The Marquis Ballroom of Los Angeles’ Marriott Hotel is packed to the rafters, all of its temporary seats filled, with scores more sitting cross-legged on the floor at the back of the hall. We are here for a talk by William Goldman, the double Oscar winning screenwriter and source of perhaps the most quoted line about Hollywood: “Nobody knows anything”.
William Goldman’s success lies in his accessibility and candour: he is, he insists, one of us. “We’re at the same level and we have to deal with idiots,” he says. It is a remark that goes down well with the diverse crowd who have come from across America and all over the world, heavy New York accents mingling with those from Germany, Sweden, Britain and even Australia.
He first came to public attention when he received $400,000 for writing the screenplay for Butch Cassidy and the Sundance Kid, at the time an unprecedented amount for a writer. He claims he was pilloried by the press who couldn’t see why he got such a large amount. Fortunately for Goldman, the 1969 film starring Paul Newman and Robert Redford was a success and won its writer his first Oscar. “It was a fluke,” he shrugs simply. “We got lucky.” He freely admits to stealing the film’s iconic ending where Butch and The Kid evade capture by leaping from a cliff from the 1939 film Gunga Din. “Fitzgerald once said there are no second acts in American lives but I think Cassidy and The Kid proved him wrong,” he says and speaks at length about the lives of the two criminals in South America of which he says there was “no chance” of depicting on the big screen.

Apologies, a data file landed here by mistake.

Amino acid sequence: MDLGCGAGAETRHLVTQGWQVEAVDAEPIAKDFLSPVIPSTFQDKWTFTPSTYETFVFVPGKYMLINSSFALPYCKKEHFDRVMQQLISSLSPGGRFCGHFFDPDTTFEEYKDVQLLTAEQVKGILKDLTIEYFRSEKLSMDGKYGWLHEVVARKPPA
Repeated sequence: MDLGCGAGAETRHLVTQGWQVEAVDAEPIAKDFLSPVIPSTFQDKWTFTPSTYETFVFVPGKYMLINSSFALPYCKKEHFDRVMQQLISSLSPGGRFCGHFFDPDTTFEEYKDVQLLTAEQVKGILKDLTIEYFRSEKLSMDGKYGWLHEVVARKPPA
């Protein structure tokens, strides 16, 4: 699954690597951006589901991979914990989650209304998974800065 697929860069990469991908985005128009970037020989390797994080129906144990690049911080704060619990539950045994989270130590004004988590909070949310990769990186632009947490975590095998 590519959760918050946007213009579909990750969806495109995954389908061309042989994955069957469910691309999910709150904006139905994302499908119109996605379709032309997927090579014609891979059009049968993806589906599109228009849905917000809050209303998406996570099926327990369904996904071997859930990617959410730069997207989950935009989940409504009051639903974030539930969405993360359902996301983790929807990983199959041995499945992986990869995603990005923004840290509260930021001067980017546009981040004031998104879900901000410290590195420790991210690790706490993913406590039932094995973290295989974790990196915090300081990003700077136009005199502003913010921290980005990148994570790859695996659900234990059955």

Goldman is not the sort of writer who claims to love obscure French movies from long ago. His tastes are unashamedly popularist: he says that he “loves” the recent Spiderman movies and it is clear he still regularly visits the multiplex. He has just seen Flags of Our Fathers, the World War II movie directed by Clint Eastwood, who Goldman describes as “one of the greatest directors of our time”.
Dressed casually in a V-neck jumper, sports jacket and tan trousers, he sits relaxed in his chair, his legs stretched out in front of him. At 75, he still has a shock of grey hair. He holds the microphone in both hands perched on his chest, leaning his head forward slightly to speak into it. The audience listens respectfully – even when Goldman repeatedly lets the microphone slip away, reducing his patter to an inaudible murmur to all but the front row.
Goldman worries about the state of the Hollywood film industry today. “It’s hard to pick five Best Movies for Oscars now,” he says, blaming the studios current obsession with producing star-driven projects. “Executives today, they don’t give a fiddler’s fuck about movies,” he rails. “They think, ‘What can we get for Brad Pitt?'”
But few stars today can hold a candle to the likes of Newman and Redford. He recounts the story about Russell Crowe who faced charges earlier this year for assaulting a hotel employee. “Russell really hurt himself with that incident,” says Goldman. And don’t get him started on Mel Gibson: “‘I really love Jews except when I’m drinking.’ What’s that about?” His comments about Gibson has the audience laughing appreciatively. “I hope you never have to work with stars,” he goes on. “They don’t mean shit in a crumby movie.”